Caveat Investor - Where Do Things Stand Now?
In C L Lim, Alternative Visions of The International Law on Foreign Investment (Cambridge, 2016) Ch 3
23 Pages Posted: 22 Feb 2018
Date Written: January 1, 2018
This chapter focuses on a perceptible shift in international investment law from investor protections embodied in investment treaties. Professor Sornarajah has spoken at length on the future of investor-state arbitration (henceforth ISA). According to Sornarajah, ISA represents asymmetric protection of investment. This system privileges powerful business interests and holds strong stay over the regulatory power of weaker states. Feeling the potential vicissitude of the system they had created, developed states are now retreating from the expansive protections that they had previously provided to outbound investors. Citing examples of countries such as the US, Australia, Canada and the EU, Sornarajah argues that the legitimacy of ISA is seriously questioned. Envisioning a world where investors may devise their forms of dispute resolution subject to domestic constraints, Sornarajah further argues that ISA will be replaced by a more state centric system of investor-state dispute resolution.
Indeed, investor-state arbitration has received critical coverage in the academic literature on the account of its potential to unduly favour investors over domestic public policies directed at public health, environmental protection and national security. These concerns are covered at length in the other chapters of this volume and are only briefly examined in the third section of this chapter. More pertinent to the present discussion is the fact that a number of states have rejected ISA and require foreign investors to bring their grievances to the local courts of host states.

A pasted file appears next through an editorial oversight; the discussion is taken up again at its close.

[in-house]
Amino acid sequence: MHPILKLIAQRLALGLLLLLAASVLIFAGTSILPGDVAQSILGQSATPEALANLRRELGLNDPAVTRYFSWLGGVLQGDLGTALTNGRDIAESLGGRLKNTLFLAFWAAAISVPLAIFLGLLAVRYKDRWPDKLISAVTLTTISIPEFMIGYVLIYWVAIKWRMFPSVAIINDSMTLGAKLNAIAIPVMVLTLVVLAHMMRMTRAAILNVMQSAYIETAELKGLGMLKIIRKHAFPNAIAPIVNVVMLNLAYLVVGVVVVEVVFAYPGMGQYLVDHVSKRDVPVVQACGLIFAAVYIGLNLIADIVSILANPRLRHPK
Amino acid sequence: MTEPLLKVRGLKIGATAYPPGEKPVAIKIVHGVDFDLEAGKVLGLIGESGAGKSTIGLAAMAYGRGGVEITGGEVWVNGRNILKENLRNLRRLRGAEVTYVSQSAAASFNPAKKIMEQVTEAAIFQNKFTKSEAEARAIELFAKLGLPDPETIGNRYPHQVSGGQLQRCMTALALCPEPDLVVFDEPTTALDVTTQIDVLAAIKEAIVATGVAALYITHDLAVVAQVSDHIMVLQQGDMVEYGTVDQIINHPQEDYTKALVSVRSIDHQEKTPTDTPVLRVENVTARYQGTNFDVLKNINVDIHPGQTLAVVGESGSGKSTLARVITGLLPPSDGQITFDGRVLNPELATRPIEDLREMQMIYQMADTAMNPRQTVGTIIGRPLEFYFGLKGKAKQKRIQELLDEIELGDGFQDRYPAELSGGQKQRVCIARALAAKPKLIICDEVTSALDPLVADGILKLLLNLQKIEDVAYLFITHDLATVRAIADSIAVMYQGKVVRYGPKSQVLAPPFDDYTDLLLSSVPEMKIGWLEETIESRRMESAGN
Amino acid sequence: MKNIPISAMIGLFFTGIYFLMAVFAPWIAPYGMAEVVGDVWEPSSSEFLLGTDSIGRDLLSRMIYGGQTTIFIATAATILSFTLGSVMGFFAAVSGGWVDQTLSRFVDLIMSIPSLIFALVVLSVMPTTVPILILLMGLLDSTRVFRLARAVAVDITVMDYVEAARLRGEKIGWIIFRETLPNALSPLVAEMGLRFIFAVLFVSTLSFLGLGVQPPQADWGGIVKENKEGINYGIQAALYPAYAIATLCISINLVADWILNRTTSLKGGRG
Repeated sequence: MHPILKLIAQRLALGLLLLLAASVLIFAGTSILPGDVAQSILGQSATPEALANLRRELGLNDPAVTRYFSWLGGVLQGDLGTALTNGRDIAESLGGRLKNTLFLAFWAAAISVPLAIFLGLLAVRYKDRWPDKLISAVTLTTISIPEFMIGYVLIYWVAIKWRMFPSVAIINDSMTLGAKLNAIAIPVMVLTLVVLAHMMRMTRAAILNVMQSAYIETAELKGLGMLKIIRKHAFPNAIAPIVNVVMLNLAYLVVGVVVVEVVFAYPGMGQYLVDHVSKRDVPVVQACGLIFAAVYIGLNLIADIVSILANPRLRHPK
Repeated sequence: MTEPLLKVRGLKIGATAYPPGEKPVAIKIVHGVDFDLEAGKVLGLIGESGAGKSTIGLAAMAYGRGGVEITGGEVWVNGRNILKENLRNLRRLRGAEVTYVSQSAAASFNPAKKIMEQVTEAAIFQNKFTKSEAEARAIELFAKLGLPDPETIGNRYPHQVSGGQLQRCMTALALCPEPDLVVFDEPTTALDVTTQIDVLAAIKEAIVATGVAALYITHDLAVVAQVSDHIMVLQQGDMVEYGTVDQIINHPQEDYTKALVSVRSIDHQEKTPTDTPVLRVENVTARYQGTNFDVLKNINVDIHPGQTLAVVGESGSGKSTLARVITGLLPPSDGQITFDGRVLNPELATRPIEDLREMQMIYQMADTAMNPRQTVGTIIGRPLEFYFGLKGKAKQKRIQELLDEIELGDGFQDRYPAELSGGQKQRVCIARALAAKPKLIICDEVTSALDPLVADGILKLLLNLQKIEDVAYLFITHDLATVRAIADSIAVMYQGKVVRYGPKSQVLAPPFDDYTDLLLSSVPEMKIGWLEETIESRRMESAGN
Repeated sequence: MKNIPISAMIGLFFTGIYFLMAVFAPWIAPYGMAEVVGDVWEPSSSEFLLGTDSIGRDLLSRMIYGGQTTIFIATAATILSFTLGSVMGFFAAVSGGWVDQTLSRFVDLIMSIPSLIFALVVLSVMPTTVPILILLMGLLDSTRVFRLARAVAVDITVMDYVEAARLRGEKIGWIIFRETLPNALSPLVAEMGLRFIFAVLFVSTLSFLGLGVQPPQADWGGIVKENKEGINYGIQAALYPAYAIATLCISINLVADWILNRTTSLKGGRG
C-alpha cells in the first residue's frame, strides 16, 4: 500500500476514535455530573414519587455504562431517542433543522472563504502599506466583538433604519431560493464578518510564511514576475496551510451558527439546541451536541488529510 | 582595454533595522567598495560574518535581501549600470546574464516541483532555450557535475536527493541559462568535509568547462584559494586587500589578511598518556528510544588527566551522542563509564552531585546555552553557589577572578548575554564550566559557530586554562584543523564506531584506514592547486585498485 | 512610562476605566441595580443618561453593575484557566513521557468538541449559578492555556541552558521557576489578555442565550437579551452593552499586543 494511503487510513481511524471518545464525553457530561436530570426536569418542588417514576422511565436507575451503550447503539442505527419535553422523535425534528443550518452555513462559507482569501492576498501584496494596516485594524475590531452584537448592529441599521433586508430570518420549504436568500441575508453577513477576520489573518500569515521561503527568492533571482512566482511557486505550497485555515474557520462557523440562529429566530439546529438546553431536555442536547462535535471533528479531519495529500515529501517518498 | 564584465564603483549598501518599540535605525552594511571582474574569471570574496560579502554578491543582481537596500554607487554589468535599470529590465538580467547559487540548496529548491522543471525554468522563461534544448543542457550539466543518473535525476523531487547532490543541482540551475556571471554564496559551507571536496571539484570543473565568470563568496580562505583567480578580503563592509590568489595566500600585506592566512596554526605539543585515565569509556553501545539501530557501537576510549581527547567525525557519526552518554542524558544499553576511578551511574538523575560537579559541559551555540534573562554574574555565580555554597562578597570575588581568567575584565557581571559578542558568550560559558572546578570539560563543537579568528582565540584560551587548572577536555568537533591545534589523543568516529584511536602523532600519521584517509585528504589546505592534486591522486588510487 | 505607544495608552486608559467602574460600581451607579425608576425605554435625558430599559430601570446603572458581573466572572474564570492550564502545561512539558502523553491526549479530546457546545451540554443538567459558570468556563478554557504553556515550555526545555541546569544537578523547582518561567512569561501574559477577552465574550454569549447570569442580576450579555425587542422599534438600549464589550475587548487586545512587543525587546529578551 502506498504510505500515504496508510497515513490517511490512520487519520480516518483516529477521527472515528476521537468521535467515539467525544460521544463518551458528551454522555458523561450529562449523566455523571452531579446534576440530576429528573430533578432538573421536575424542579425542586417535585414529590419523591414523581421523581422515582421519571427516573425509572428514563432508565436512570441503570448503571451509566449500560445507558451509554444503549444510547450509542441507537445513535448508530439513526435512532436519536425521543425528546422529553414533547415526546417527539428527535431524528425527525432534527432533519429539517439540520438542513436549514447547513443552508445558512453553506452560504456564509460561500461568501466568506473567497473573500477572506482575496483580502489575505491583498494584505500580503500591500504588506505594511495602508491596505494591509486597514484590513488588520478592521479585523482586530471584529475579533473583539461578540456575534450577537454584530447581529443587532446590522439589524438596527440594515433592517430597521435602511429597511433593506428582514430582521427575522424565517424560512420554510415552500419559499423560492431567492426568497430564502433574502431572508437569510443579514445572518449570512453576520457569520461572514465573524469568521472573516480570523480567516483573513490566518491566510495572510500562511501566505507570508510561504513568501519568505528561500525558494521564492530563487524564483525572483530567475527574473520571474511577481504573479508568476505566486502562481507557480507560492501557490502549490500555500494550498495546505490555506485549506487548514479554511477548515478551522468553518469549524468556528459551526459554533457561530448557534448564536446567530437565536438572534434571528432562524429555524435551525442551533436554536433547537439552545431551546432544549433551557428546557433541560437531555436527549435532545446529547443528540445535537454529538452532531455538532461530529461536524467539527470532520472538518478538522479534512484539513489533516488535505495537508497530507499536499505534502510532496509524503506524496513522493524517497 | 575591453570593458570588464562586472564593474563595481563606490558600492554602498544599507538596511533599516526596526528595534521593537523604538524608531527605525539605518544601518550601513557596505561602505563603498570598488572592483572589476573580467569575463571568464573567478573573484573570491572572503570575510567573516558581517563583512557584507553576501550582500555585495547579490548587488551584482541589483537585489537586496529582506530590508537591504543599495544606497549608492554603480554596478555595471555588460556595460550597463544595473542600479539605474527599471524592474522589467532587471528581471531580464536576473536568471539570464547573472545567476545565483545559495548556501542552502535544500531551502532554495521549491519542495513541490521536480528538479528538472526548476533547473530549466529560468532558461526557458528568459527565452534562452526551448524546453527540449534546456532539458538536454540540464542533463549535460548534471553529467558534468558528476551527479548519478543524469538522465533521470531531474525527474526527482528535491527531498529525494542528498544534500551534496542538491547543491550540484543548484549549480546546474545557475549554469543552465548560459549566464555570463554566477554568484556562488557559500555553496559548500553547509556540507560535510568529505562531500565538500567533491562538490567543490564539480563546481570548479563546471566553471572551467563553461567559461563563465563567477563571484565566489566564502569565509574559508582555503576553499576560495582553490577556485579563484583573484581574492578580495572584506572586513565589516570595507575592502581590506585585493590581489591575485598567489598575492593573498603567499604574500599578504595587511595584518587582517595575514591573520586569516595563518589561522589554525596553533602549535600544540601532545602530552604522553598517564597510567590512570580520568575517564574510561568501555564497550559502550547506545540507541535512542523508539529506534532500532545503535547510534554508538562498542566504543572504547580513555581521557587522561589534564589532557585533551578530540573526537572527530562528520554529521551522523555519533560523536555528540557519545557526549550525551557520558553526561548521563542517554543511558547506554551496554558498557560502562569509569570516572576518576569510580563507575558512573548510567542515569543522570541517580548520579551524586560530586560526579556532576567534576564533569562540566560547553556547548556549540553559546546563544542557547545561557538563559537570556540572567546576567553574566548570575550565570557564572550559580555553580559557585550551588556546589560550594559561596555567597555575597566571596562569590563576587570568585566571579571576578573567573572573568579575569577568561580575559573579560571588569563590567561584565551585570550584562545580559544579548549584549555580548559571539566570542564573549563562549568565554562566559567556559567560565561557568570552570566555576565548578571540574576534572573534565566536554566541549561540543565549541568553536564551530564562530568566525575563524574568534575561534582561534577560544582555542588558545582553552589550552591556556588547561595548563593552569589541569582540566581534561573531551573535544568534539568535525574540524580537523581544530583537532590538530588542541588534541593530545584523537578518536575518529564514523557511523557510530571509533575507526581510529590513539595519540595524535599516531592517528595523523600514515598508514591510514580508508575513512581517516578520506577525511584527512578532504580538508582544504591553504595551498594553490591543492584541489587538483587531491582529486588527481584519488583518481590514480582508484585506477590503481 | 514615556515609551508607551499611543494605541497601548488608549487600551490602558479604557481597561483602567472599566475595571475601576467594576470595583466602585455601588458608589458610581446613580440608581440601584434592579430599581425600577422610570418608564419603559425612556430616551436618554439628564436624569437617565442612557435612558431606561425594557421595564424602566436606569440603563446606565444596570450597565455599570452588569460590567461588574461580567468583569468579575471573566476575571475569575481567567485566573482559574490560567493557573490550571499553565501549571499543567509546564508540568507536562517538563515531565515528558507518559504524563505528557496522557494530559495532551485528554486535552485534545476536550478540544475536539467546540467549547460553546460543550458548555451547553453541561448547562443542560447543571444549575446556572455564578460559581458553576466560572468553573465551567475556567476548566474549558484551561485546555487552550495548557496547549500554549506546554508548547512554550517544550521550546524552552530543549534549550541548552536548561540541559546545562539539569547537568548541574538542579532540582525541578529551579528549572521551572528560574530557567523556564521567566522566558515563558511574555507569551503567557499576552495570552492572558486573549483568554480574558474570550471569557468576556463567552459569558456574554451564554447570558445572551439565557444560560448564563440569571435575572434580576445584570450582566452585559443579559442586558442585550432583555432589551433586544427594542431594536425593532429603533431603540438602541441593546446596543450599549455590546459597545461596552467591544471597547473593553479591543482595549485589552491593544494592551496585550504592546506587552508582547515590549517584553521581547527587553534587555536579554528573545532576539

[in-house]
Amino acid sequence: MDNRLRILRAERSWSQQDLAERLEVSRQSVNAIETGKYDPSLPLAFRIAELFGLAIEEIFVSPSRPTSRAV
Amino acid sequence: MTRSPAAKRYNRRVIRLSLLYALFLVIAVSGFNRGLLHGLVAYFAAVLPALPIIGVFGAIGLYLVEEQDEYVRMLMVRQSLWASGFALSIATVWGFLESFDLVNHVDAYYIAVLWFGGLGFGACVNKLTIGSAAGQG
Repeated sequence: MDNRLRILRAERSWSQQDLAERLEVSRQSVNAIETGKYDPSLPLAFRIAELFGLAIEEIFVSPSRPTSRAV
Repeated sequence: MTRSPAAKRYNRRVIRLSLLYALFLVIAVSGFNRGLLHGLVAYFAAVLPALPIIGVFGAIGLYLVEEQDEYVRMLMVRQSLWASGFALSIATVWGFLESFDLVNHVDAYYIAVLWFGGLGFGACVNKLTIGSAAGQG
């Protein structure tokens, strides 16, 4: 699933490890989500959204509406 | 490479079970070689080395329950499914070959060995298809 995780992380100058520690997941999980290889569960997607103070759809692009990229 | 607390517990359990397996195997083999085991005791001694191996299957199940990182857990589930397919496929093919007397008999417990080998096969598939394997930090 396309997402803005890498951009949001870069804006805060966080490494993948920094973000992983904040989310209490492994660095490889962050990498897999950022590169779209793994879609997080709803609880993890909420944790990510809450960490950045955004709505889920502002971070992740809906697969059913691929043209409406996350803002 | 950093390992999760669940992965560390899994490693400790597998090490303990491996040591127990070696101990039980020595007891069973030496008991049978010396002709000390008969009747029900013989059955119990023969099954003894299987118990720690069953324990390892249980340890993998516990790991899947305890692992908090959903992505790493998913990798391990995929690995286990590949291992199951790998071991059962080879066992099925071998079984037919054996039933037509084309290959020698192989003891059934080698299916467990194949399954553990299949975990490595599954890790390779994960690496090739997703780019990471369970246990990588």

Initially, for example, ISA was rejected by Ecuador, Bolivia and Venezuela. However, recently a number of major market economies have pledged to abolish ISA. These states are Australia, India, Indonesia and South Africa. Some EU member states are also considering reforming their ISA granting agreements. Taking these recent developments into the consideration, where do things stand now with regards to ISA? This issue is the subject of the present discussion. The actual or potential rejection of ISA by major developed free-market economies lends support to Sornarajah`s thesis. However, while discontent with ISA is certainly identifiable, this chapter does not envision a wholesale abolition of the system. As will be demonstrated below, the initial furore against ISA has subsided. In fact, even the states that have pledged to terminate ISA have either abandoned their initial position or have not taken concrete actions to articulate their desired investment regimes. Thus, while this paper agrees with Sornarajah that investment treaties are becoming more balanced, the author of the present volume predicts continuation of the existing ISA regime.
The goal of this chapter is to demonstrate how states struggle to uphold their rejection of ISA and analyse the types of regulatory regimes they have implemented in light of their disaffection with it. To this end, the second part of this chapter then proceeds with a general overview of states that chose to restrict ISA and the manner in which they chose to limit it. The third section examines some of the commonly cited reasons for excluding ISA, followed by a defence from the proponents of the system. The subsequent section examines the treaty making behaviour of states following the rejection of ISA. Finally, the fifth part of the paper explains the resilience of ISA.
Keywords: investor-state arbitration, ISA, investor protections, investor law, investment treaties
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